Roy Hodgson admits Wayne Rooney did not live up to expectations at Euro 2012, but feels too much pressure was placed on the shoulders of one man.
England arrived at their Polish base camp this summer knowing that they would be without the services of their talismanic striker for the first two games of their European Championship campaign.
They were, however, aware that if they could put themselves in a position to progress out of Group D, Rooney would be back for a tie against the Ukraine and the knockout stage.
The Manchester United striker returned to the fold with a winning goal against the co-hosts, allowing England to top their group, but looked rusty following an extended spell on the sidelines and made little impact during a quarter-final clash with Italy.
England suffered yet more penalty heartache against the Azzurri and national coach Hodgson concedes that the Three Lions' leading lights struggled to shine on the biggest stage.
On Rooney, he said: "He certainly tried very hard but he didn't have his best game. I think he would admit that.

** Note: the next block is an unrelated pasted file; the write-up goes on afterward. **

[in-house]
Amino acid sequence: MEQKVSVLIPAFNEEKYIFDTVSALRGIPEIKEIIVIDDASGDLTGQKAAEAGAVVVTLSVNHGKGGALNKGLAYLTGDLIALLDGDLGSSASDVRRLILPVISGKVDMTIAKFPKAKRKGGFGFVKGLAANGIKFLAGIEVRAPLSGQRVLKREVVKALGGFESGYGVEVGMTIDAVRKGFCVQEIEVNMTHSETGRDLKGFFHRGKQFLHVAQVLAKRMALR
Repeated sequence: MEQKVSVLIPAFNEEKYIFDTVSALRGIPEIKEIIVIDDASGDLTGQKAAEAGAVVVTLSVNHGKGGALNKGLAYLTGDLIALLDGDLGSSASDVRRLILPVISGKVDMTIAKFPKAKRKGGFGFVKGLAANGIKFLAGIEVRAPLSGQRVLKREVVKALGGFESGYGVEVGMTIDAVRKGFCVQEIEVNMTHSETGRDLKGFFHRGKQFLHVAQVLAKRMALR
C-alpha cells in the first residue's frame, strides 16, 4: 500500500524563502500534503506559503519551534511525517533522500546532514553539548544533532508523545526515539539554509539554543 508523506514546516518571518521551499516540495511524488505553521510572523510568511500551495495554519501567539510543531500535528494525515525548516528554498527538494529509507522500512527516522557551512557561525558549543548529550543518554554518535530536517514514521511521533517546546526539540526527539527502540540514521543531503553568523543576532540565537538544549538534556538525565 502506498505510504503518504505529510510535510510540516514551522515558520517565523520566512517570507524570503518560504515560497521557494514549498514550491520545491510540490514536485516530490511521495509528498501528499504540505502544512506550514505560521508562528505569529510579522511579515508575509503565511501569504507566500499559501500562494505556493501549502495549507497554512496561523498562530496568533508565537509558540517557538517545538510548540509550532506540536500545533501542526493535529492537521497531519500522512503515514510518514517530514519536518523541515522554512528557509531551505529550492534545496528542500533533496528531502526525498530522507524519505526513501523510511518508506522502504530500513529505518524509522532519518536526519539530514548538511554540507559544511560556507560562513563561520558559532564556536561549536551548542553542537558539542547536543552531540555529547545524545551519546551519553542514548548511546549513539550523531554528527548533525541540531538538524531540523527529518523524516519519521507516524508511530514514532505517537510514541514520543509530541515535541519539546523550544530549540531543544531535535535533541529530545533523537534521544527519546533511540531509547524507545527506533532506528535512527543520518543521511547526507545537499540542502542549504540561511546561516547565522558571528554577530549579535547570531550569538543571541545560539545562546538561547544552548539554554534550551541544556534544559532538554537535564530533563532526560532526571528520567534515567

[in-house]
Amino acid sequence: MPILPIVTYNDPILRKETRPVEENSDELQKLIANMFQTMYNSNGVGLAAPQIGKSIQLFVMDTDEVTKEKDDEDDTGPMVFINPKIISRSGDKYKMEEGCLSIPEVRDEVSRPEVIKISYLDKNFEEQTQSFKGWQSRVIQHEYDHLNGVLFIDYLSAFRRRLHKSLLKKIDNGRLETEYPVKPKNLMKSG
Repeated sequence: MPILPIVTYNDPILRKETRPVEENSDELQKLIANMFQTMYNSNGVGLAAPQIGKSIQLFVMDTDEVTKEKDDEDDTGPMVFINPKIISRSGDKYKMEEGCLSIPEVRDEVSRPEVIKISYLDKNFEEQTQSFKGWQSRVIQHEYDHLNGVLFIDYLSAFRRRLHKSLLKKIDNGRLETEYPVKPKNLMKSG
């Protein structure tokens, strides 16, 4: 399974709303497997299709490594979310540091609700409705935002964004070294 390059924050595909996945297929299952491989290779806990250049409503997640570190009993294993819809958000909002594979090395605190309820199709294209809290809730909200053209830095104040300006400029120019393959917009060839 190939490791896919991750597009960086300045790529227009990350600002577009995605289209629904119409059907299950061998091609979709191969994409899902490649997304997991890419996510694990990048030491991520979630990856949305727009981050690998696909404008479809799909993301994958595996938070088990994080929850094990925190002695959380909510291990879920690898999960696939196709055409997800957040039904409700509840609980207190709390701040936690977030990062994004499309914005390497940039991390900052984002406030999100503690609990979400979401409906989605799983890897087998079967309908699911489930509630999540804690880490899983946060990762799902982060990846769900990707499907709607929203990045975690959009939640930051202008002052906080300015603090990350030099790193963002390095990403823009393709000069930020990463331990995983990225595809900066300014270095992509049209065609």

"That might be down to a number of factors but I don't think fitness was a particular one. You can put a lot of things down to fitness but there was no reason for us to doubt his fitness.
"His running stats in the training sessions and the games were actually very good.
"But I think we put a lot of expectations on him.
"When he missed the first two games through suspension, we all believed that what we needed to do then was get to the third game and Wayne would win us the championships. That maybe was too much to ask of him.
"In the knockout stage, you really are hoping the player you know who can turn the game on its head and turn the game in your favour is flying and able to do so. That wasn't the case for us and so it became more of a battling team performance.
"I believe had Pirlo played poorly against us, it might have affected the Italians' showing.
"I think in all top international teams, you're looking at one, two, possibly three individuals that everyone recognises as being exceptional, world-class talents. And when you get to the big stage, you're hoping those players perform and show they're world-class talents. Like a Maradona, who won Argentina a World Cup."
Rooney's fitness and sharpness, having been forced to sit out two games, has been questioned, but Hodgson insists the striker offered enough in training to suggest he was deserving of a starting berth.
He added: "We haven't noticed anything with his fitness levels.
"We've monitored his fitness levels and in training he has looked very fit.
"In the first game he didn't show any particular signs of lacking fitness and he played the 120 minutes against Italy.
"I think what you might be saying is you're a bit disappointed with his performance and you maybe thought he could have played better."